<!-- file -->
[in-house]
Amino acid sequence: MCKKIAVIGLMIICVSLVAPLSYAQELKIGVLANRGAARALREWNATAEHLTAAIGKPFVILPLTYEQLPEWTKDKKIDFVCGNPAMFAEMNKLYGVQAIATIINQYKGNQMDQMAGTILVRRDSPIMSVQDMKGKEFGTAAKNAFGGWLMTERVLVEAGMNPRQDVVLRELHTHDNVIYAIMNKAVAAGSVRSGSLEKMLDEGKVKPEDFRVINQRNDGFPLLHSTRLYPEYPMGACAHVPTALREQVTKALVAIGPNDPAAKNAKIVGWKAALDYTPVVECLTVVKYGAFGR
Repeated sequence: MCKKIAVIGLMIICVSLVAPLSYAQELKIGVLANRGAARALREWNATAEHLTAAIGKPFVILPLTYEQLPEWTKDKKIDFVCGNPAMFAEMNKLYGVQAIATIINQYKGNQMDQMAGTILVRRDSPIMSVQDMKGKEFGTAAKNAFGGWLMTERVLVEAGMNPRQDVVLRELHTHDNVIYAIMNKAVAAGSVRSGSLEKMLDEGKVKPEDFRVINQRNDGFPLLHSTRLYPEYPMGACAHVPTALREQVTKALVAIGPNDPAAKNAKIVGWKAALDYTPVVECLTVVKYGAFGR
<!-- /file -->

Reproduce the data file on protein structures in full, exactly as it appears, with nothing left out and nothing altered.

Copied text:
[in-house]
Amino acid sequence: MCKKIAVIGLMIICVSLVAPLSYAQELKIGVLANRGAARALREWNATAEHLTAAIGKPFVILPLTYEQLPEWTKDKKIDFVCGNPAMFAEMNKLYGVQAIATIINQYKGNQMDQMAGTILVRRDSPIMSVQDMKGKEFGTAAKNAFGGWLMTERVLVEAGMNPRQDVVLRELHTHDNVIYAIMNKAVAAGSVRSGSLEKMLDEGKVKPEDFRVINQRNDGFPLLHSTRLYPEYPMGACAHVPTALREQVTKALVAIGPNDPAAKNAKIVGWKAALDYTPVVECLTVVKYGAFGR
Repeated sequence: MCKKIAVIGLMIICVSLVAPLSYAQELKIGVLANRGAARALREWNATAEHLTAAIGKPFVILPLTYEQLPEWTKDKKIDFVCGNPAMFAEMNKLYGVQAIATIINQYKGNQMDQMAGTILVRRDSPIMSVQDMKGKEFGTAAKNAFGGWLMTERVLVEAGMNPRQDVVLRELHTHDNVIYAIMNKAVAAGSVRSGSLEKMLDEGKVKPEDFRVINQRNDGFPLLHSTRLYPEYPMGACAHVPTALREQVTKALVAIGPNDPAAKNAKIVGWKAALDYTPVVECLTVVKYGAFGR